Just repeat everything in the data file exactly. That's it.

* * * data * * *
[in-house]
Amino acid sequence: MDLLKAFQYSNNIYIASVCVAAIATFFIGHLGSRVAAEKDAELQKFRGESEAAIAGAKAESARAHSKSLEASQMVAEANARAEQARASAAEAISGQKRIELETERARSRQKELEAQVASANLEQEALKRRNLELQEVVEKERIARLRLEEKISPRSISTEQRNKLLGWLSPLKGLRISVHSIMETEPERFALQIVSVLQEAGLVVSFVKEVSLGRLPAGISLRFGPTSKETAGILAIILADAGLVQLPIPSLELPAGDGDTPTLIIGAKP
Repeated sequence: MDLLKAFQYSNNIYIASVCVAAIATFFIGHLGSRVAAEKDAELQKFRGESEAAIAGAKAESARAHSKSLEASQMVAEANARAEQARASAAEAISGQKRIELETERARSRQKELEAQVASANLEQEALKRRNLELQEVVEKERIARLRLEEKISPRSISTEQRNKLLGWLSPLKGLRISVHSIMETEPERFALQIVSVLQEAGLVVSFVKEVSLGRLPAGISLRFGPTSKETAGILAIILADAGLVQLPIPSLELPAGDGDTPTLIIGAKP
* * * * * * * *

[in-house]
Amino acid sequence: MDLLKAFQYSNNIYIASVCVAAIATFFIGHLGSRVAAEKDAELQKFRGESEAAIAGAKAESARAHSKSLEASQMVAEANARAEQARASAAEAISGQKRIELETERARSRQKELEAQVASANLEQEALKRRNLELQEVVEKERIARLRLEEKISPRSISTEQRNKLLGWLSPLKGLRISVHSIMETEPERFALQIVSVLQEAGLVVSFVKEVSLGRLPAGISLRFGPTSKETAGILAIILADAGLVQLPIPSLELPAGDGDTPTLIIGAKP
Repeated sequence: MDLLKAFQYSNNIYIASVCVAAIATFFIGHLGSRVAAEKDAELQKFRGESEAAIAGAKAESARAHSKSLEASQMVAEANARAEQARASAAEAISGQKRIELETERARSRQKELEAQVASANLEQEALKRRNLELQEVVEKERIARLRLEEKISPRSISTEQRNKLLGWLSPLKGLRISVHSIMETEPERFALQIVSVLQEAGLVVSFVKEVSLGRLPAGISLRFGPTSKETAGILAIILADAGLVQLPIPSLELPAGDGDTPTLIIGAKP